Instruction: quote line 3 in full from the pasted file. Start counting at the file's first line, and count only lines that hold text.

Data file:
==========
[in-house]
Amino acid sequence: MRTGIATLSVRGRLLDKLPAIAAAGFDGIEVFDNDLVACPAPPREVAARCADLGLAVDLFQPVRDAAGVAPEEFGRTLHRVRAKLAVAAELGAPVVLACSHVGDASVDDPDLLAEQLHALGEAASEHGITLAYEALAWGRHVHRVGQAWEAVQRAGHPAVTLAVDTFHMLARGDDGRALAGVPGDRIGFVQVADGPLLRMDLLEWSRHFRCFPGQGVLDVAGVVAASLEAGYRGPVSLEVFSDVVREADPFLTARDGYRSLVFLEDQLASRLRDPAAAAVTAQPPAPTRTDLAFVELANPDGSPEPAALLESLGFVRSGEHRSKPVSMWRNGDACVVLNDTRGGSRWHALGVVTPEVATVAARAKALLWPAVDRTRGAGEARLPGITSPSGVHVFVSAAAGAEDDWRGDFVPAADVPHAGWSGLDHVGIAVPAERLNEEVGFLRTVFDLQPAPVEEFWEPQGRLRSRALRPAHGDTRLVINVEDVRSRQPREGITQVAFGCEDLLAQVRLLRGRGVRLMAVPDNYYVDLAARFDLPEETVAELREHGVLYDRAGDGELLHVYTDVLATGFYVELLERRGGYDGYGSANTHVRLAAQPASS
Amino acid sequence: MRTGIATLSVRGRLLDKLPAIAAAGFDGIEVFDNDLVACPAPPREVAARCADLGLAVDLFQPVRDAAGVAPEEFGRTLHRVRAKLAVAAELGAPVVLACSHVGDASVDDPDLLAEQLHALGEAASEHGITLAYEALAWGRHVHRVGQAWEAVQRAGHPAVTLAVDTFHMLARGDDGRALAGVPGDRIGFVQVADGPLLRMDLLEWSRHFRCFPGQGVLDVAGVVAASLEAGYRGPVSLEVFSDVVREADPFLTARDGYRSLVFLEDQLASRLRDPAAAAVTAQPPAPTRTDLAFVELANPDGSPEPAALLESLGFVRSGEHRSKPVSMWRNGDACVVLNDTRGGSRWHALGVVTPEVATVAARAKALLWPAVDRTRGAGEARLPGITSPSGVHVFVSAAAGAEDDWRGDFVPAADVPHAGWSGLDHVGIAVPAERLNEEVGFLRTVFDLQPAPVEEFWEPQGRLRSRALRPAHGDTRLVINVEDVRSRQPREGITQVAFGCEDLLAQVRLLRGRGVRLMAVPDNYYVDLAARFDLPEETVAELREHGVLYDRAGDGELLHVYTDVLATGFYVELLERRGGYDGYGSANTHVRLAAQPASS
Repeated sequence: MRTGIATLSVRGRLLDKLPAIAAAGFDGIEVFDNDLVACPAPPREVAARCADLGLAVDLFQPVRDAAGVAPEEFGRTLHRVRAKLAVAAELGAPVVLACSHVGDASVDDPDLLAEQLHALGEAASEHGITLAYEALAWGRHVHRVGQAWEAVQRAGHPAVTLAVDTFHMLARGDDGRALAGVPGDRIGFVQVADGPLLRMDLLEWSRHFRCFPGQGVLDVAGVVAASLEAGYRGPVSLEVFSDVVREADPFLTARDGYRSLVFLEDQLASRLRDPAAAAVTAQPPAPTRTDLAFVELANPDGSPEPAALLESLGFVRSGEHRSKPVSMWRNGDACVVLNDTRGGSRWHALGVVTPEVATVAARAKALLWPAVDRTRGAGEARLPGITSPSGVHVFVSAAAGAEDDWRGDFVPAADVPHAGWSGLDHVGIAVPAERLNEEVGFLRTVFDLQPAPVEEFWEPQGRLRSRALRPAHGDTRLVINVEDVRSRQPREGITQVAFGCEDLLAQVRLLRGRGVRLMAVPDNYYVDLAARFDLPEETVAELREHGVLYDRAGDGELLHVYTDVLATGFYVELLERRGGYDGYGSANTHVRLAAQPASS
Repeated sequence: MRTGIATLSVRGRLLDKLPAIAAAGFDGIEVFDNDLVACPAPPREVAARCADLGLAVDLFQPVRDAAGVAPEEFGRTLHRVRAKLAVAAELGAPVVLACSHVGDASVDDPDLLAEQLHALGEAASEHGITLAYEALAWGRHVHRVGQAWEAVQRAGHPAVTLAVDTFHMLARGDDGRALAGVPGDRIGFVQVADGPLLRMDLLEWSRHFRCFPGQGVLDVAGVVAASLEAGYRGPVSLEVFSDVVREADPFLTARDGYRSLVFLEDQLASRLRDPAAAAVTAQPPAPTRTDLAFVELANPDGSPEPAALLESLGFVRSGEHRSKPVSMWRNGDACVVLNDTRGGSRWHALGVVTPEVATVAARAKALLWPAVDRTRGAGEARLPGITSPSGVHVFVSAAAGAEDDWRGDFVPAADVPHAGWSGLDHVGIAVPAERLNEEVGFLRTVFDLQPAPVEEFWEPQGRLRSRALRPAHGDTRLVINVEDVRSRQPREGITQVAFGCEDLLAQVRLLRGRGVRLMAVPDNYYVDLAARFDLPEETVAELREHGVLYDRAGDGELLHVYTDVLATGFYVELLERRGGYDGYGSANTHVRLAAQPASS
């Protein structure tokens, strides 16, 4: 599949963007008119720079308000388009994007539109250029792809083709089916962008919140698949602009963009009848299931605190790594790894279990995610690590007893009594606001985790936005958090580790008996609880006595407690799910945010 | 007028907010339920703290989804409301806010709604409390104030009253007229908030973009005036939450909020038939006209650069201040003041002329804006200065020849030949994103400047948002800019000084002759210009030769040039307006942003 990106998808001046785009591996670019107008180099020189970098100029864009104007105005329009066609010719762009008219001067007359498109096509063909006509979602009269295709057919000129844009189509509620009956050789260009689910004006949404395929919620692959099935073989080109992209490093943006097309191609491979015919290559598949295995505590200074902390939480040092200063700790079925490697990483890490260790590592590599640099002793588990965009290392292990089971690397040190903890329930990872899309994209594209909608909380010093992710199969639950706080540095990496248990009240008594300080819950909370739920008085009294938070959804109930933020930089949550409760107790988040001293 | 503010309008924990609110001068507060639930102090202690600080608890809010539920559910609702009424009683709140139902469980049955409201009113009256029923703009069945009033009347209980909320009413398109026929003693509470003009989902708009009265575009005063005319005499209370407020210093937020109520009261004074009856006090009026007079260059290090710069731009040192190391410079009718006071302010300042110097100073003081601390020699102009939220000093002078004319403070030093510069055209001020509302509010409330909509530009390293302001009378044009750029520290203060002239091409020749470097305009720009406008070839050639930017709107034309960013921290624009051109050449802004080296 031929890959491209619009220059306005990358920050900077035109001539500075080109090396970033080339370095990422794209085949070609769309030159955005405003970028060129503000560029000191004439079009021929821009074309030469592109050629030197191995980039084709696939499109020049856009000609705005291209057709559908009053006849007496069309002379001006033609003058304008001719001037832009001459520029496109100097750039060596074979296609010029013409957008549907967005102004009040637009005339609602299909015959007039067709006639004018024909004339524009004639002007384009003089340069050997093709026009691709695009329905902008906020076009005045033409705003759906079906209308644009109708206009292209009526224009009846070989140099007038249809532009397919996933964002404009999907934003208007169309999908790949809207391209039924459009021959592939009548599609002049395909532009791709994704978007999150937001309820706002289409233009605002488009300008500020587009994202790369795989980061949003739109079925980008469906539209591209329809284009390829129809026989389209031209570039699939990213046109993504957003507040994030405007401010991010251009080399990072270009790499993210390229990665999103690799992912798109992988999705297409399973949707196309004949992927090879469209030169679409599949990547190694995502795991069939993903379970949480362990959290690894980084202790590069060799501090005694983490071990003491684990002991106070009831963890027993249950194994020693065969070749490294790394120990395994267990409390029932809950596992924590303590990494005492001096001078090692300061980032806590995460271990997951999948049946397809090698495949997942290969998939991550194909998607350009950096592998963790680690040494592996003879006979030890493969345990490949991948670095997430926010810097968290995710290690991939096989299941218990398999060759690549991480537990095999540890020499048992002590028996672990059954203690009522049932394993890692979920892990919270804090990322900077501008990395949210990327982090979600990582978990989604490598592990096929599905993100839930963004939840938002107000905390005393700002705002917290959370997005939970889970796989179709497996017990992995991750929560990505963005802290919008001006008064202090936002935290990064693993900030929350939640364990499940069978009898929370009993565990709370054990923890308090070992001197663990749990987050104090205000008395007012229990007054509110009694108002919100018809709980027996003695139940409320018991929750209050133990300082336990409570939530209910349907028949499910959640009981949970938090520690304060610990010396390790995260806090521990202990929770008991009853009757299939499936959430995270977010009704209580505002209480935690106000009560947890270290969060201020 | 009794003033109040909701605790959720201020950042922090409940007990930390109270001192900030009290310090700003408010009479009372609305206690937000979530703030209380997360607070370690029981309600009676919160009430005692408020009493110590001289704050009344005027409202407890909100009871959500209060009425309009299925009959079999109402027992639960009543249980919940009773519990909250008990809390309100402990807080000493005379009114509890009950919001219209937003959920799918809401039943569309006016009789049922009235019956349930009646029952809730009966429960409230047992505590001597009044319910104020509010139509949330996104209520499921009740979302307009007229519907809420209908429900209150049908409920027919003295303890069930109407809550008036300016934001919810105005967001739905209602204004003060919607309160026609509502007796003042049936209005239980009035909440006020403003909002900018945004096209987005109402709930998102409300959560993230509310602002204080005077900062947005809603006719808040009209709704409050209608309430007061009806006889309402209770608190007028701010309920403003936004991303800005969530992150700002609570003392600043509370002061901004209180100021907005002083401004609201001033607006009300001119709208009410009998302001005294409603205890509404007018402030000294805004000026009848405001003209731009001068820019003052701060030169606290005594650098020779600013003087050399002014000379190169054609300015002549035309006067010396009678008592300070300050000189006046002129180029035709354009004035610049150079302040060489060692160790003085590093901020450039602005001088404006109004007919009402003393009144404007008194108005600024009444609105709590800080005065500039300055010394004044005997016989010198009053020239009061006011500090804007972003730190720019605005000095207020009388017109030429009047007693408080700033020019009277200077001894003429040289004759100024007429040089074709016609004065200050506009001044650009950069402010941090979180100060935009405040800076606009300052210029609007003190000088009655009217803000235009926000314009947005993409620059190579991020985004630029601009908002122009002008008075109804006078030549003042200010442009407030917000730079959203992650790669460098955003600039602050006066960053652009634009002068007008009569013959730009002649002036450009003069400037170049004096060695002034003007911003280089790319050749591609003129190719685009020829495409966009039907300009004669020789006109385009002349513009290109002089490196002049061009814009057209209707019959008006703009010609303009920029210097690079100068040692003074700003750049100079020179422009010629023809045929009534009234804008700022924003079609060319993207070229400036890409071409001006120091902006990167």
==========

Amino acid sequence: MRTGIATLSVRGRLLDKLPAIAAAGFDGIEVFDNDLVACPAPPREVAARCADLGLAVDLFQPVRDAAGVAPEEFGRTLHRVRAKLAVAAELGAPVVLACSHVGDASVDDPDLLAEQLHALGEAASEHGITLAYEALAWGRHVHRVGQAWEAVQRAGHPAVTLAVDTFHMLARGDDGRALAGVPGDRIGFVQVADGPLLRMDLLEWSRHFRCFPGQGVLDVAGVVAASLEAGYRGPVSLEVFSDVVREADPFLTARDGYRSLVFLEDQLASRLRDPAAAAVTAQPPAPTRTDLAFVELANPDGSPEPAALLESLGFVRSGEHRSKPVSMWRNGDACVVLNDTRGGSRWHALGVVTPEVATVAARAKALLWPAVDRTRGAGEARLPGITSPSGVHVFVSAAAGAEDDWRGDFVPAADVPHAGWSGLDHVGIAVPAERLNEEVGFLRTVFDLQPAPVEEFWEPQGRLRSRALRPAHGDTRLVINVEDVRSRQPREGITQVAFGCEDLLAQVRLLRGRGVRLMAVPDNYYVDLAARFDLPEETVAELREHGVLYDRAGDGELLHVYTDVLATGFYVELLERRGGYDGYGSANTHVRLAAQPASS